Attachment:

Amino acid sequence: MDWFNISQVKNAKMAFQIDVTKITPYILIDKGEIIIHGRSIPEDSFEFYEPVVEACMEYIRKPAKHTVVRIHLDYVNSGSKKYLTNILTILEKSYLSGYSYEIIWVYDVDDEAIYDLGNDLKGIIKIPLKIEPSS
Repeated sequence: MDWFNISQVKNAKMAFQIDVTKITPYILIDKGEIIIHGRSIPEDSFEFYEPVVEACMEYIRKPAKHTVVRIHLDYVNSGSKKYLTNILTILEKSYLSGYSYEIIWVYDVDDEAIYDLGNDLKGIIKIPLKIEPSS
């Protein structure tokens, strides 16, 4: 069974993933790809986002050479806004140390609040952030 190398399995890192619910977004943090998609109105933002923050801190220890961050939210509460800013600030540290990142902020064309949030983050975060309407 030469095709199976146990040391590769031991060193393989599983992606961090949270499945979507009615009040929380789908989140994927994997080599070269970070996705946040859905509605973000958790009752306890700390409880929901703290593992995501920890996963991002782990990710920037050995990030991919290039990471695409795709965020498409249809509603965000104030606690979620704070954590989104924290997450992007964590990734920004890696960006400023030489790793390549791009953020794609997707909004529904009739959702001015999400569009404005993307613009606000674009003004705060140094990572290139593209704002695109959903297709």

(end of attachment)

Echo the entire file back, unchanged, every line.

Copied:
Amino acid sequence: MDWFNISQVKNAKMAFQIDVTKITPYILIDKGEIIIHGRSIPEDSFEFYEPVVEACMEYIRKPAKHTVVRIHLDYVNSGSKKYLTNILTILEKSYLSGYSYEIIWVYDVDDEAIYDLGNDLKGIIKIPLKIEPSS
Repeated sequence: MDWFNISQVKNAKMAFQIDVTKITPYILIDKGEIIIHGRSIPEDSFEFYEPVVEACMEYIRKPAKHTVVRIHLDYVNSGSKKYLTNILTILEKSYLSGYSYEIIWVYDVDDEAIYDLGNDLKGIIKIPLKIEPSS
């Protein structure tokens, strides 16, 4: 069974993933790809986002050479806004140390609040952030 190398399995890192619910977004943090998609109105933002923050801190220890961050939210509460800013600030540290990142902020064309949030983050975060309407 030469095709199976146990040391590769031991060193393989599983992606961090949270499945979507009615009040929380789908989140994927994997080599070269970070996705946040859905509605973000958790009752306890700390409880929901703290593992995501920890996963991002782990990710920037050995990030991919290039990471695409795709965020498409249809509603965000104030606690979620704070954590989104924290997450992007964590990734920004890696960006400023030489790793390549791009953020794609997707909004529904009739959702001015999400569009404005993307613009606000674009003004705060140094990572290139593209704002695109959903297709």